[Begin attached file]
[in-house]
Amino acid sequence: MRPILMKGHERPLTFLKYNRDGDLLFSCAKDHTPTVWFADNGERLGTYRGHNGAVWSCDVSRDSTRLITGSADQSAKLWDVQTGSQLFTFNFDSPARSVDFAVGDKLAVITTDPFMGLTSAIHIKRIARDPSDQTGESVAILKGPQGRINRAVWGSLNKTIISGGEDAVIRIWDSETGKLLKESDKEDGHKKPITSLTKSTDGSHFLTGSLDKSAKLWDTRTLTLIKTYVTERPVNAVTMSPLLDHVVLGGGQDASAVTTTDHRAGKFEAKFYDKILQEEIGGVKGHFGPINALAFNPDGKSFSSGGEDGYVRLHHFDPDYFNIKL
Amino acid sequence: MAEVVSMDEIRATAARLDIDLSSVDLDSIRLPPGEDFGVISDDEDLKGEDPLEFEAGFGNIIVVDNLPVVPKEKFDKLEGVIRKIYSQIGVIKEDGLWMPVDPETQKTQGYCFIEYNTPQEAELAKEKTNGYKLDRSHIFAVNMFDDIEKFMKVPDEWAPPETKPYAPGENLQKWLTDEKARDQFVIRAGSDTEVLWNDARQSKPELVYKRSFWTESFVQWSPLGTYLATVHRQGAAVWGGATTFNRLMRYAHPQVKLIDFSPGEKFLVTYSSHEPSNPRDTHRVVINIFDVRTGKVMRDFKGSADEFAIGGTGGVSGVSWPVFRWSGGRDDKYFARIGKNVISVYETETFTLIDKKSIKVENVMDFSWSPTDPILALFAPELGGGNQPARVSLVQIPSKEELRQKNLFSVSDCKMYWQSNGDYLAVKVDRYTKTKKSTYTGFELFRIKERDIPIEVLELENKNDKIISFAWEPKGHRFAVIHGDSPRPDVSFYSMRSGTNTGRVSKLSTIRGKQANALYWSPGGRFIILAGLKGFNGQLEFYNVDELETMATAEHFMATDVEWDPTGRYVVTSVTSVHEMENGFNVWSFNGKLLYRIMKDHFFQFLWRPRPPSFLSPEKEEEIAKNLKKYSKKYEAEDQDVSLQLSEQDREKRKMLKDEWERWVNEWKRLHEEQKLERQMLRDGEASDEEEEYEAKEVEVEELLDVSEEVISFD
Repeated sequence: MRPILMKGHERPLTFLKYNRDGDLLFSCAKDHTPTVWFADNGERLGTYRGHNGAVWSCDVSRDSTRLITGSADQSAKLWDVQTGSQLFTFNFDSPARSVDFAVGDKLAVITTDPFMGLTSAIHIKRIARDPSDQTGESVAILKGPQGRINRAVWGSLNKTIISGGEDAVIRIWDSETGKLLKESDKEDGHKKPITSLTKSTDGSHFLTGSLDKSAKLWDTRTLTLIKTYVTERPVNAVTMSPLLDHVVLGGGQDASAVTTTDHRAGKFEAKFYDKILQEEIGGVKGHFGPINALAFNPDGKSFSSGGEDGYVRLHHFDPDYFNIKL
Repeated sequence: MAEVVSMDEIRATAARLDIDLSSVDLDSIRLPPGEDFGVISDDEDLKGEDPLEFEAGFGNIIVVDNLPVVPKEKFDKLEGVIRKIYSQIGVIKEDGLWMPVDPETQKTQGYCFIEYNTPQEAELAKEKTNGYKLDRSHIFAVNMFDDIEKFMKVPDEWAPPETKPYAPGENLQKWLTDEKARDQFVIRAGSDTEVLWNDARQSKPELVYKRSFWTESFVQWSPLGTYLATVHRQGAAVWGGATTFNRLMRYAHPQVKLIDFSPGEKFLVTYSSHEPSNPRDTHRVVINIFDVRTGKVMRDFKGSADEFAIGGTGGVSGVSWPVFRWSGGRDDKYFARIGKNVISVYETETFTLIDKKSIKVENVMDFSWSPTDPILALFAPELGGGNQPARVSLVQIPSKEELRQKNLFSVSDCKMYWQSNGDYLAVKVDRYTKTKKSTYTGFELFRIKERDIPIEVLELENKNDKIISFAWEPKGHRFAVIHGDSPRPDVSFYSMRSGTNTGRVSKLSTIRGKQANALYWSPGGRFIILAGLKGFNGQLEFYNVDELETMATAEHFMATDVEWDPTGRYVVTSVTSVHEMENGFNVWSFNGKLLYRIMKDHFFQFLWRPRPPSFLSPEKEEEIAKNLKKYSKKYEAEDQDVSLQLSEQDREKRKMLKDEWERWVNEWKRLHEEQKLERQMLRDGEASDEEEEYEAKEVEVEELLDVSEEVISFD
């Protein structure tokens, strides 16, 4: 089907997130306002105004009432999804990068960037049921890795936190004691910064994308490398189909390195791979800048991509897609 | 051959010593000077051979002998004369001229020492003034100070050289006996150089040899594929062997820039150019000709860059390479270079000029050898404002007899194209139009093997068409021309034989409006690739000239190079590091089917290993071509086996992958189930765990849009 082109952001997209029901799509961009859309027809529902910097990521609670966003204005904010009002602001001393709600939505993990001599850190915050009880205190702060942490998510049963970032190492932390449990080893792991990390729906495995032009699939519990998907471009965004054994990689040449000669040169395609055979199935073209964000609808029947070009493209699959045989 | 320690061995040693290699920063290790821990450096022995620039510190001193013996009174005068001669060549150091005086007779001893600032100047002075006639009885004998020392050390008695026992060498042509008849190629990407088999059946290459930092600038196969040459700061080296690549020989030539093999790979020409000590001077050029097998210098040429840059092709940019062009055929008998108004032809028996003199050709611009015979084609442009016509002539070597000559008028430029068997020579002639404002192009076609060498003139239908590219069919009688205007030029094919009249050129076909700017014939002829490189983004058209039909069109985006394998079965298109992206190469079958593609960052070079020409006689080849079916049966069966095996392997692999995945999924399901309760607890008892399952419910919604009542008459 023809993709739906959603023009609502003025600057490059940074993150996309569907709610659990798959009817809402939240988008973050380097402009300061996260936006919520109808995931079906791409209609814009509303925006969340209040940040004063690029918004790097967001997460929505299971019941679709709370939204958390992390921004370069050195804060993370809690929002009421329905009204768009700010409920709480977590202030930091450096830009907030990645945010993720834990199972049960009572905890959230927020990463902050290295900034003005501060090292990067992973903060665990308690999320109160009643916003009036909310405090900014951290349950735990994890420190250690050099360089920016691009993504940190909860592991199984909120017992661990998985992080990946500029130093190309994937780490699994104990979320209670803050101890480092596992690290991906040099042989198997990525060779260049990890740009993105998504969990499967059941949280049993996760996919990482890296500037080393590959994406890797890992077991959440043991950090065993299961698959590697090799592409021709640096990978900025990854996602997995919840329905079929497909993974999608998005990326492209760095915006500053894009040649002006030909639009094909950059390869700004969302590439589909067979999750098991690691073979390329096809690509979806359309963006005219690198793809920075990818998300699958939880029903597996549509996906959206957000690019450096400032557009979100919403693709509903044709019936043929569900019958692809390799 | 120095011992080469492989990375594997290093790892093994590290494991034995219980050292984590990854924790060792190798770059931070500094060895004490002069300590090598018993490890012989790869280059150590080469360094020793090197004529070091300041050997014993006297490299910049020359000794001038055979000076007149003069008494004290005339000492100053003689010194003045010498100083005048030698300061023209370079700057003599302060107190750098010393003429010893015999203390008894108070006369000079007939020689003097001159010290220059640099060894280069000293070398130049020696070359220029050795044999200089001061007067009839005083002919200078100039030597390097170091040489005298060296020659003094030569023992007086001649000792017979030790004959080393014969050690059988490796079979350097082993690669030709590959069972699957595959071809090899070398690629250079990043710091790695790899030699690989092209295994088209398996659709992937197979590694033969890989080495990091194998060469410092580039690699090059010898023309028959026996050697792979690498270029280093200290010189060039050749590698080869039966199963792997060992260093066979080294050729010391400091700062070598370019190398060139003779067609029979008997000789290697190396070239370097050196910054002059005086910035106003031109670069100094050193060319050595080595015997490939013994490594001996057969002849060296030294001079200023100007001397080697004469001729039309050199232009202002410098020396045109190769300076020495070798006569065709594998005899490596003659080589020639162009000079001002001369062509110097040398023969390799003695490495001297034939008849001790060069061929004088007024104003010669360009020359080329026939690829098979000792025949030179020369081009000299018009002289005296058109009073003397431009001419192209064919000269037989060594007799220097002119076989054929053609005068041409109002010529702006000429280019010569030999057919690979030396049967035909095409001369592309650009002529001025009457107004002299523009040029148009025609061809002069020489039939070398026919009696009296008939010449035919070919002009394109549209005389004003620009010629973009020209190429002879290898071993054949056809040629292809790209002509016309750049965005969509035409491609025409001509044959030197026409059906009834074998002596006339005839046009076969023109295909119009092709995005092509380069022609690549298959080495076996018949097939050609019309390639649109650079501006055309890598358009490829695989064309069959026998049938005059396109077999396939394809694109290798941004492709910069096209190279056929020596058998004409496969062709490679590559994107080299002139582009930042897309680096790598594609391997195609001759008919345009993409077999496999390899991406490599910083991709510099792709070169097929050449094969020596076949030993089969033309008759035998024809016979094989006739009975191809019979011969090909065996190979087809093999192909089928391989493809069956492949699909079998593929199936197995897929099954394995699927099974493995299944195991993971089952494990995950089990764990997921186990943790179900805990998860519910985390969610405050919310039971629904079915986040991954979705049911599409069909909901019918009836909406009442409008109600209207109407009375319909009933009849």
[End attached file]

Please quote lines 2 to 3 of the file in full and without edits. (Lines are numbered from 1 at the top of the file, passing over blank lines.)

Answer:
Amino acid sequence: MRPILMKGHERPLTFLKYNRDGDLLFSCAKDHTPTVWFADNGERLGTYRGHNGAVWSCDVSRDSTRLITGSADQSAKLWDVQTGSQLFTFNFDSPARSVDFAVGDKLAVITTDPFMGLTSAIHIKRIARDPSDQTGESVAILKGPQGRINRAVWGSLNKTIISGGEDAVIRIWDSETGKLLKESDKEDGHKKPITSLTKSTDGSHFLTGSLDKSAKLWDTRTLTLIKTYVTERPVNAVTMSPLLDHVVLGGGQDASAVTTTDHRAGKFEAKFYDKILQEEIGGVKGHFGPINALAFNPDGKSFSSGGEDGYVRLHHFDPDYFNIKL
Amino acid sequence: MAEVVSMDEIRATAARLDIDLSSVDLDSIRLPPGEDFGVISDDEDLKGEDPLEFEAGFGNIIVVDNLPVVPKEKFDKLEGVIRKIYSQIGVIKEDGLWMPVDPETQKTQGYCFIEYNTPQEAELAKEKTNGYKLDRSHIFAVNMFDDIEKFMKVPDEWAPPETKPYAPGENLQKWLTDEKARDQFVIRAGSDTEVLWNDARQSKPELVYKRSFWTESFVQWSPLGTYLATVHRQGAAVWGGATTFNRLMRYAHPQVKLIDFSPGEKFLVTYSSHEPSNPRDTHRVVINIFDVRTGKVMRDFKGSADEFAIGGTGGVSGVSWPVFRWSGGRDDKYFARIGKNVISVYETETFTLIDKKSIKVENVMDFSWSPTDPILALFAPELGGGNQPARVSLVQIPSKEELRQKNLFSVSDCKMYWQSNGDYLAVKVDRYTKTKKSTYTGFELFRIKERDIPIEVLELENKNDKIISFAWEPKGHRFAVIHGDSPRPDVSFYSMRSGTNTGRVSKLSTIRGKQANALYWSPGGRFIILAGLKGFNGQLEFYNVDELETMATAEHFMATDVEWDPTGRYVVTSVTSVHEMENGFNVWSFNGKLLYRIMKDHFFQFLWRPRPPSFLSPEKEEEIAKNLKKYSKKYEAEDQDVSLQLSEQDREKRKMLKDEWERWVNEWKRLHEEQKLERQMLRDGEASDEEEEYEAKEVEVEELLDVSEEVISFD